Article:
Saturday, April 26, 2014

Ten fat quarters

I just love how my accuquilt cutter slashes the time required to make blocks. The pieces cut accurately, so they fit together accurately, and piecing is a breeze. Plus, did I mention how much faster it is to cut this way?

I picked eight fat quarters from my stash and added two more from my local quilt shop, for a total of ten. (Did I mention that I'm trying to use up my stash?) I cut them up using the signature die and the coordinating half square triangle.

Then it was just a matter of sewing together the blocks.

 I love how the seams just match perfectly...

And the size of the block is exact, even when sewing on the bias like this one...

 Without borders, just right for a baby quilt at 40x45".  This will definitely be on my "do it again" list.

Wednesday, April 23, 2014

Simpler is better

So, for my One Block Wonder, once I had it all sewn together, the challenge became how to make it look more finished; what kind of border(s) to use. I played around with a few ideas, but in the end, decided less is more and left it at this:

Then I also decided that one of these quilts was enough. Pretty sure I won't get the urge to do another any time soon.

I'm adding this one to my growing pile of tops that I want to quilt myself on a long arm machine. A local company offers classes that teach how to use one (you learn how on a charity quilt), then lets you rent time in their studio to do your own quilting. This is how I will decide if I really want to own a long arm, or if I just think I do.

Saturday, April 19, 2014

Fabric box

Quick and easy project that took less than an hour to put together from stash fabric.

Tutorial available on this other blog if you would like to make your own:

Saturday, April 5, 2014

Work in progress

Tip one: make sure your hexagon block halves are securely pinned together, because when you keep moving them around on your design wall, you often knock others off, and it'd be a shame to put some back up out of alignment and throw off the kaleidoscope design.

Tip two: keep looking at your design wall from different distances and angles, and look through different mediums, like a camera lens or on a phone screen, to find just the right balance of color and contrast. (After a couple days of constant rearrangement, you might want to just decide "good enough")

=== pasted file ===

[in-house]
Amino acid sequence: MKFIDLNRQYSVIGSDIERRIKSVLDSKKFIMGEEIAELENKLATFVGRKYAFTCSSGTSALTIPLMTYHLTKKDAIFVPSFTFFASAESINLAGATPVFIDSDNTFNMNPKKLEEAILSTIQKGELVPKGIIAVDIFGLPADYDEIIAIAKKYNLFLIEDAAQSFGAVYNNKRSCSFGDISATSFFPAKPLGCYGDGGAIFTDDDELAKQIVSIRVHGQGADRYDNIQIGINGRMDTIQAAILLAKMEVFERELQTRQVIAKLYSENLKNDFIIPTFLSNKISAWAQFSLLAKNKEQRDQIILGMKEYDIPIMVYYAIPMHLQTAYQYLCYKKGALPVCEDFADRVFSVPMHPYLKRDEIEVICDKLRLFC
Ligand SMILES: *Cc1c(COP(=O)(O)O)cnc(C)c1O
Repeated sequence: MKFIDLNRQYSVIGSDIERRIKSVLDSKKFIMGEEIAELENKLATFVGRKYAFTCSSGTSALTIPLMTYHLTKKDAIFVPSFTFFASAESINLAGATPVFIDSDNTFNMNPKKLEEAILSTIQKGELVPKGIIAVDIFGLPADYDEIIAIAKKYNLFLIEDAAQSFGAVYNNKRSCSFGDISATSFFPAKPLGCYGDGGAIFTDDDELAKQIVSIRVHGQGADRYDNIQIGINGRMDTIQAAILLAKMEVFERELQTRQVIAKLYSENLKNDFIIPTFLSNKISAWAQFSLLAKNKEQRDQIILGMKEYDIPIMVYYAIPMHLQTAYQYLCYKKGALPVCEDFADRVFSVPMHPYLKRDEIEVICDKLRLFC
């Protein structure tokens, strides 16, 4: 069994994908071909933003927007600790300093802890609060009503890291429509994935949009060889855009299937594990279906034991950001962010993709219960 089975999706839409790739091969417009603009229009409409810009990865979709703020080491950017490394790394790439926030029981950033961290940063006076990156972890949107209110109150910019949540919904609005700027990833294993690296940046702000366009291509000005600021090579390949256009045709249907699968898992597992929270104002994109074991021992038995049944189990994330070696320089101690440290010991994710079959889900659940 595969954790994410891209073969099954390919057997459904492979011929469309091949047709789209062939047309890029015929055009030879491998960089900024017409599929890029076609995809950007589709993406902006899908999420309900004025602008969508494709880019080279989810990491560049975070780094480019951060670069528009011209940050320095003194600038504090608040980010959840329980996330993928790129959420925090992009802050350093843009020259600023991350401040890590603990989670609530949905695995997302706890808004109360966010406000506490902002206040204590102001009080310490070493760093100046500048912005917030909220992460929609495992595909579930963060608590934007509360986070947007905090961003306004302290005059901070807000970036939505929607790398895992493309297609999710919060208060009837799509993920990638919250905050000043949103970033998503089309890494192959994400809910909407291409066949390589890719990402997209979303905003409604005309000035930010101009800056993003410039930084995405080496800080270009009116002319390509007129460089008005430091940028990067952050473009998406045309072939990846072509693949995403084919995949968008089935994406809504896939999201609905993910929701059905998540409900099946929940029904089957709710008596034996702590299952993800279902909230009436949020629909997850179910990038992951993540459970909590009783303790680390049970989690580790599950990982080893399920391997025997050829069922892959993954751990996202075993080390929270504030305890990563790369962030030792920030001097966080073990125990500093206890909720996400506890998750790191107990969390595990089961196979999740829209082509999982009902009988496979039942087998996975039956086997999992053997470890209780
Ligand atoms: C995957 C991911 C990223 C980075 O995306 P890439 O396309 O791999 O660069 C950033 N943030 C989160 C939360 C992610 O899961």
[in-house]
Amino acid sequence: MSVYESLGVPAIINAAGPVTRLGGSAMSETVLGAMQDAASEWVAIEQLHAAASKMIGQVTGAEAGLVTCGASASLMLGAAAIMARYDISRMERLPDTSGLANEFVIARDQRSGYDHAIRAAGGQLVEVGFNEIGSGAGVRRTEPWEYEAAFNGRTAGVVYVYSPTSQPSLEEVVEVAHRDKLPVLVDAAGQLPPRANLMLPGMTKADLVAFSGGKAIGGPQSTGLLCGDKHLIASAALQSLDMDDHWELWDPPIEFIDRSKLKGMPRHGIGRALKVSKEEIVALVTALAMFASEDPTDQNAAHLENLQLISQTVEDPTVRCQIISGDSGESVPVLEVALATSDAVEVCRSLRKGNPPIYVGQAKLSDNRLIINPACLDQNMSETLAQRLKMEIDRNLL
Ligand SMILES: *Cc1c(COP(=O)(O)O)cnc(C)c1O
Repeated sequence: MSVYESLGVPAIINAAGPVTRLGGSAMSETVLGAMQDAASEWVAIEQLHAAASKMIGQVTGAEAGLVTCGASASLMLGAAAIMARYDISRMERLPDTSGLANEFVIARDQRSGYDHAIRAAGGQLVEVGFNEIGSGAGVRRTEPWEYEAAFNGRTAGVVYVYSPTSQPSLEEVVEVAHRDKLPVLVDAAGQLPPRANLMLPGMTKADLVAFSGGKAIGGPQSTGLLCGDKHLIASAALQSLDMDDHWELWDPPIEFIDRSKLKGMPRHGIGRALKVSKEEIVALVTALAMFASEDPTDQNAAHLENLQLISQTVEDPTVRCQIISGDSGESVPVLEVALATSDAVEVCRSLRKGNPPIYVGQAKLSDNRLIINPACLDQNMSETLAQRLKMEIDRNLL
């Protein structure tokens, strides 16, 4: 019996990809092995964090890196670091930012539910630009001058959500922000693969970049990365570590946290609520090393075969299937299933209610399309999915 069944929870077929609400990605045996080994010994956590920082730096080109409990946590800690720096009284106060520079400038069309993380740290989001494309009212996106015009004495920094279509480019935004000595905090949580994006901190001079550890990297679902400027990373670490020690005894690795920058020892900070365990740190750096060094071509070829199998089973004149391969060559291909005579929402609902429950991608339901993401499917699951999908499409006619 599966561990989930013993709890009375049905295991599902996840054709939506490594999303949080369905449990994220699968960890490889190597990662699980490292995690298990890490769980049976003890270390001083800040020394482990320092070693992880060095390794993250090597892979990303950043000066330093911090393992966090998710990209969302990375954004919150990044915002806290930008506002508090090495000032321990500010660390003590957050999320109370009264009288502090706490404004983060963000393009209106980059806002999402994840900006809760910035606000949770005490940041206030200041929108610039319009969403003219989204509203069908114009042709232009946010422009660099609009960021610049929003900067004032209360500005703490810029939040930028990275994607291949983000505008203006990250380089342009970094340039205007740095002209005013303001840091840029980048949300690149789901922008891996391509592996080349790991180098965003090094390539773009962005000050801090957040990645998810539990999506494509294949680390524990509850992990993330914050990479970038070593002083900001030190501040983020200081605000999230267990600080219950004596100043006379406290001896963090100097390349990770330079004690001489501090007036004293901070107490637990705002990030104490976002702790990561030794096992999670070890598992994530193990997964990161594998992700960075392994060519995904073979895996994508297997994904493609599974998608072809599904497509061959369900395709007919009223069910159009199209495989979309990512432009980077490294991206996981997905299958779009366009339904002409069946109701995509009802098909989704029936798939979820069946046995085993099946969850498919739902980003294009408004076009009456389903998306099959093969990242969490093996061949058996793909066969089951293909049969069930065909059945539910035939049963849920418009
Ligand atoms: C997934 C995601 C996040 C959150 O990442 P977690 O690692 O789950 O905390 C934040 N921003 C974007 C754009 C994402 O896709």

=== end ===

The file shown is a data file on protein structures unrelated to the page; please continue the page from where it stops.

Tip three: number the top piece in each of your columns before you start taking pieces down to sew, and only take one column down at a time. It'll save headaches later by keeping the pieces in order.

Tip four: admire how it all comes together so beautifully as you actually join the blocks. Press well as you go, and allow for lots for time to do this part... It seems endless... 

Stay tuned.

Wednesday, April 2, 2014

One block wonder

In another effort to use up what I already have, I dug deep in my stash and pulled out lots and lots of this gorgeous fabric:

It's been waiting about eight years to become a stack and whack quilt, but I just haven't wanted to do another one. I made so many of them years ago when the books first came out, and loved everything about them, but I am stacked/whacked out.

I went online to my facebook quilting page, and posted that picture of the fabric. I asked for suggestions for an easy pattern idea that would showcase the beautiful colors. Overwhelmingly, the response was for stack and whack... sigh... But somebody also suggested "one block wonder". 

I had seen these before, and was intrigued, because surely they weren't simple?  I went on you tube and found a perfectly clear and understandable tutorial and made the decision. It was going to be a one block wonder. Let the cutting begin.

99 sets of 6 triangles, to be pieced together to form kaleidoscope hexagons, much like in the fashion of stack and whack (but this isn't stack and whack. It's one block wonder).

Then comes the fun part: trying to arrange them in a pleasing manner. "The blocks just speak to me" she says on the video when describing how easy it is to lay them out. I found this was not the case for me. I am a little bit artistically challenged, so I can maybe see that something somewhere isn't right, but I wouldn't necessarily be able to tell you why.

So, for my first attempt, I tried to blend the colors, or maybe it was transition them. Either way, I didn't like it. 

It looked too "heavy" or something where the red was, and it didn't seem to blend at all, once I backed up far enough to take the picture (it's not as light as it looks, but that's just my camera). 

I appealed to my facebook fellow quilters for help, and got plenty. There were a few that liked it how it was, but the most common opinion was to back up and judge each block by only one color... 

So I tried again, also attempting to more evenly distribute the reds.

 I like this layout much better, but have tweaked a few blocks since taking this picture. I think I'll let it hang for a day or two, and see what I think over time. 

Tuesday, April 1, 2014

Scrap quilting

You might remember from an earlier post that I used my Accuquilt Go to cut up the smallest pieces I had in my scrap drawer.  I randomly pieced them together into blocks, not caring what color they were or if they matched. I just sewed. Then I put the blocks up on the wall and had a look:

Wow! That's a little too busy to me and my eyes. I had some leftover gray from the last top I put together, so used it to sash the blocks on two sides. 

Then I arranged them in a way that I didn't have to match up seam lines, except for along rows, and went to town, putting them together.

Ahh... That's better. Still bright and busy, but not overwhelming. I opted to leave out the larger 4" blocks, for now, although I may still incorporate them into a border. I don't think this one is finished yet...